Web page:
‘Terrorist diaspora’: ISIS-inspired attacks in US to increase as ground is lost overseas – FBI
As it loses territory in Iraq and Syria, the terror group Islamic State will inspire more attacks in the West over the next two years as the organization’s vengeful Western fighters return home from the Middle East, according to top FBI officials.
Top officials with the Federal Bureau of Investigation, including Director James Comey, have voiced public concerns that – as the US, Iraq, and other nations successfully wrest control of territory away from Islamic State (IS, formerly known as ISIS/ISIL), people inspired or affiliated with the Islamic extremist terror group will return to the US and other spots around the globe, ready to retaliate.
"There will be a terrorist diaspora sometime in the next two to five years like we've never seen before," Comey said Tuesday during a hearing before the Senate Homeland Security and Government Affairs Committee.
FBI's Comey says Americans have all but stopped going to the Islamic State. "We're now down to 1 or none a month." (I mean, 12 a year, tho)— Spencer Ackerman (@attackerman) September 27, 2016
Comey outlines three prongs in fighting Islamic State: 1) Travel to caliphate, 2) Homegrown terrorists, 3) Upcoming terrorist "diaspora."— Medill on the Hill (@medillonthehill) September 27, 2016
Michael Steinbach, executive assistant director of the FBI's national security branch, echoed Comey's comments on Wednesday.
"I'm fairly convinced that 2017 and 2018 in the homeland will be more dangerous than we've seen before, because as we shrink ISIS, they'll lash out," Steinbach said at a security conference at the Massachusetts Institute of Technology, according to Reuters.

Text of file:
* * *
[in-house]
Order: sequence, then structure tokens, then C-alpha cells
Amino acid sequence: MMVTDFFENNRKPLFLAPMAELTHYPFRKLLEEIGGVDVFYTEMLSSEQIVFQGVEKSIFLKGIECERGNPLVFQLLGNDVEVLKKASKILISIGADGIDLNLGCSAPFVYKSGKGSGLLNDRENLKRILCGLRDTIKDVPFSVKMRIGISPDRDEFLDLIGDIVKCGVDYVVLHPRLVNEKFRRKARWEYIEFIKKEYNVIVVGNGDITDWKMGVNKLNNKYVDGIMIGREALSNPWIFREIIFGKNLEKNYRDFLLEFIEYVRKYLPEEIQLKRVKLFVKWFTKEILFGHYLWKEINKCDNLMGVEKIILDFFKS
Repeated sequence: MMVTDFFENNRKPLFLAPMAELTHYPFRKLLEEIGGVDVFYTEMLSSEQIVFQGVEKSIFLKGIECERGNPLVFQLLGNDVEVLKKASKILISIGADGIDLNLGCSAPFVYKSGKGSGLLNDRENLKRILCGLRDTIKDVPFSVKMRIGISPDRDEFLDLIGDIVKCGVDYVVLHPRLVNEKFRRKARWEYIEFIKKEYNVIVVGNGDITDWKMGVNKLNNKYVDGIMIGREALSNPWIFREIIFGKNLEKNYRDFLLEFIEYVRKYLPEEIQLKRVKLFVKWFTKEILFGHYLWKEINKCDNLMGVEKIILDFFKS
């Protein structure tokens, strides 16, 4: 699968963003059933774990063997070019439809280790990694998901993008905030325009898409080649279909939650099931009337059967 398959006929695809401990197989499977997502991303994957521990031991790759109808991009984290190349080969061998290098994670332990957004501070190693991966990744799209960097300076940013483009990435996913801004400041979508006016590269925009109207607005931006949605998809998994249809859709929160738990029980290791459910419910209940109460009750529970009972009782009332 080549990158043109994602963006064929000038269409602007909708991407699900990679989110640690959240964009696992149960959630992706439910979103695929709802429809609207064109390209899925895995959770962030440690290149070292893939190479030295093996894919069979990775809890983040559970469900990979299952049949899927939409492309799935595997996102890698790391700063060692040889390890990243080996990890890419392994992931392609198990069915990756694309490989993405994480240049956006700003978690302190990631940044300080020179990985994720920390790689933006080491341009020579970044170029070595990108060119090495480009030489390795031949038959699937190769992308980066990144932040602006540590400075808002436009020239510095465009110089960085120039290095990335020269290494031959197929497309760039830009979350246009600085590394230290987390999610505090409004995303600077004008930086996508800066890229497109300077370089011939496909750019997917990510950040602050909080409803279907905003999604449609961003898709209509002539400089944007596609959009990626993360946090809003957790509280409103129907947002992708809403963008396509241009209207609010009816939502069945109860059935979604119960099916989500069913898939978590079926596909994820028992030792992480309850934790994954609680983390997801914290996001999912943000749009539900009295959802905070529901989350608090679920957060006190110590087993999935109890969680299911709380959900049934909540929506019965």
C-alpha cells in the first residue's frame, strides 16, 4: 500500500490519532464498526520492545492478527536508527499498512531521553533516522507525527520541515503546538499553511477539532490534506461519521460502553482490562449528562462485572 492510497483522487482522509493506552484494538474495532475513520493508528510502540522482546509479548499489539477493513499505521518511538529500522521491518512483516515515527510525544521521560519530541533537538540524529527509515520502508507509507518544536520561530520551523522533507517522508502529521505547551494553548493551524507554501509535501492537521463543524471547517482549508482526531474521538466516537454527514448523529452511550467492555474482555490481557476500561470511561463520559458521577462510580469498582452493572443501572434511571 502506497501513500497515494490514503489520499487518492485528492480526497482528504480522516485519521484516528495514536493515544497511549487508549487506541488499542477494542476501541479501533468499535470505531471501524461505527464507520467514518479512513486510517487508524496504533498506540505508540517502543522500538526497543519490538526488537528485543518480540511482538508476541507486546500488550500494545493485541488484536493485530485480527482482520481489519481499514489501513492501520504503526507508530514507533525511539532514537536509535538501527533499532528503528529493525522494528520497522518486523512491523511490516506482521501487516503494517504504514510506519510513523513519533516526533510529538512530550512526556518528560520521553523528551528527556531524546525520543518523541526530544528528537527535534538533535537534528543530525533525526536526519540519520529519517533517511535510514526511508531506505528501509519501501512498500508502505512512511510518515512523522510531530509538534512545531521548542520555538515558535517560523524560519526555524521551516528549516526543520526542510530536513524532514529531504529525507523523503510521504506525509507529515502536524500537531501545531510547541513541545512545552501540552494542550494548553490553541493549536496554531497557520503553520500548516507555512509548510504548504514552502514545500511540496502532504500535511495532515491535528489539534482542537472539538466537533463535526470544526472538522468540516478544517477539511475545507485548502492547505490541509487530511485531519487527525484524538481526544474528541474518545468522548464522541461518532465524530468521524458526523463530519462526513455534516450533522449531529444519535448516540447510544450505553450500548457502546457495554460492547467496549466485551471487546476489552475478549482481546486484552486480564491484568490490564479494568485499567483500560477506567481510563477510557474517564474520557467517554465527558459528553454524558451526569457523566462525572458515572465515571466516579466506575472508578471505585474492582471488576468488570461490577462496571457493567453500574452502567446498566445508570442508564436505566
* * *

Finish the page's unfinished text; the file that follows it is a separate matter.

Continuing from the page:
Comey and other top federal law enforcement officials, including Homeland Security Department head Jeh Johnson, told the Senate committee that recent attacks in the US related to Islamic extremism — including the killing of 49 people at a Florida nightclub and the recent bombs planted in New York and New Jersey — are events that can be difficult to detect. Johnson suggested they were an indication of an evolution of terror threats in the US, from centralized, planned attacks to "terrorist-inspired attacks" by individuals living in the US.
The US-led military campaign against IS in Iraq and Syria, where IS has come to control large swaths of area in recent years, began about two years ago. As of September 20, the coalition had conducted 15,134 airstrikes as part of Operation Inherent Resolve, with the US directly responsible for 11,687 strikes, according to the Pentagon.
The US currently has 4,565 troops in Iraq as part of a coalition against IS that offers training and advice to the Iraqi army as well as air support to the Iraqis and the Kurdish Peshmerga fighters. On Wednesday, Pentagon chief Ash Carter said about 600 more US troops with be sent to Iraq to advise and provide logistical support and intelligence to the Iraqi army in advance of an push to recapture Mosul, Iraq's second-largest city, from IS forces.
Ahead of the Mosul offensive, Kurdish Peshmerga forces have retaken much territory from IS in Iraq's east and north in recent months, as Iraq and Iranian-supported Shia militias have advanced on IS positions in the south.
This week, Gilles de Kerchove, counter-terrorism coordinator for the European Union, told the EU Parliament's Civil Liberties Committee that because of “multiplicity of the possible origins” of attacks, risk of terror attacks in the EU remains "very high.” He added that as IS faces more setbacks in Syria and Iraq, fighters stationed there could flee to the EU.
“How will we handle not hundreds but thousands of fighters who will either want to go to another hotspot – Libya is probably the most obvious one but there are many others where they can hide – or they may want to get back home?” Kerchove said.